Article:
“Shame dies when stories are told in safe places.” Ann Voskamp
I remember her, more so I remember her face. She was crumpled down on her knees. Her face flush with small blotches of red scattered across it. Her eyes were filled with water, glistening beautifully, but I knew they held pain. She held a paper in her hand, it was one that revealed that she had been awarded full custody of her daughter. Yet her hands raked through her hair. Through her whimpers her voice became more audible. I heard her say, “I wish my daughter never went into foster care.” She began pouring like a flood the stories of where she had been, and what she had seen. Each story was one that would tear through the human heart. One after another she poured forth her journey, and revealed why her child had to be placed in the system.
It was interesting to me that such a time of rejoicing was shadowed by such grief. She had fought a long road to get her daughter back. Fought a long way to renew her life. Each decision a step closer to this day of victory. Yet it seemed when her sun was there to shine, the clouds of shame hovered over her like a thick blanket. She shared her stories. She shared of her tragedies, shared of her pain. At the end of the release of all that she had been holding in her heart, she was asked one question. I asked her, “Will you allow the shame of the past to taint the joy of the present?” She looked up at me with those burdened eyes, and she said, “I don’t want it to”. The words that followed were potent for her heart. I told her, “You are forgiven for your yesterdays, and you have forgiven the ones who hurt you in the past, it’s time for you to know the freedom of today.” Those words gripped her as she considered the young child playing in the park, that would be permanently back in her care. She picked herself up off the ground along with the paper she had been holding. She said, “it’s time to go tell my daughter she is home.”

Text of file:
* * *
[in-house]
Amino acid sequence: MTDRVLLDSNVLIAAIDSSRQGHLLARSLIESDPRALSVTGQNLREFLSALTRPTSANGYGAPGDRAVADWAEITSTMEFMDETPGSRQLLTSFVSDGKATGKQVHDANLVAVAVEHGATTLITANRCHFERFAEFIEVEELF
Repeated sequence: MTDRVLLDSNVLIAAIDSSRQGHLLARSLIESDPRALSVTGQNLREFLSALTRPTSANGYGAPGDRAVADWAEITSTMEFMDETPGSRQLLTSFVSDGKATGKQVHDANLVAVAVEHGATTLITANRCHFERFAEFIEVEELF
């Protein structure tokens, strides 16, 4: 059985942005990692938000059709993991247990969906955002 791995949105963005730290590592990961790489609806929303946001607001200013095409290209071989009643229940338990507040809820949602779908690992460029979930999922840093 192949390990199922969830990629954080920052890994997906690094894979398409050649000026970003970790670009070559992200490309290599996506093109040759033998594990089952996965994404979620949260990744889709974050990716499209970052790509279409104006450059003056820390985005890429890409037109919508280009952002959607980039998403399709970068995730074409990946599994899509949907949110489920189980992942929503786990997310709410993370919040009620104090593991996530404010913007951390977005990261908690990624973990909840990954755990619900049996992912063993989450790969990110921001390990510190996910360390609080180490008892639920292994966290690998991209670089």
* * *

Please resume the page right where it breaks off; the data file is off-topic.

For some, recovery is the physical expression of success. For many they would hear that a mother received full custody of her child, and express how proud they are of Acres of Hope for helping guide a family to reunification. Yet it is so much more than just seeing the external changes. We have to remember true transformation is from the inside out. If the inside is still wounded, then it will be only a matter of time before a person returns to dysfunctional ways. The true measure of success is transforming a life from the inside out and watching renewal take place.
At Acres of Hope we see that those who are a lock-box of painful secrets and stories from the things that have happened to them, or they have done in times of desperation, keep people in places of shame. To set them free, we must be willing to hear the difficult stories with compassion, and share truth and light into some of the dark situations they have faced. In doing so you allow room for a person to grow, heal, and transform from having a heart of shame, to living a life of freedom. It’s time to defeat shame.
If you would like to help women and their children to step out of shame, and walk in the light of hope and freedom,
Visit: acresofhopeonline.org or Call: 530-878-8030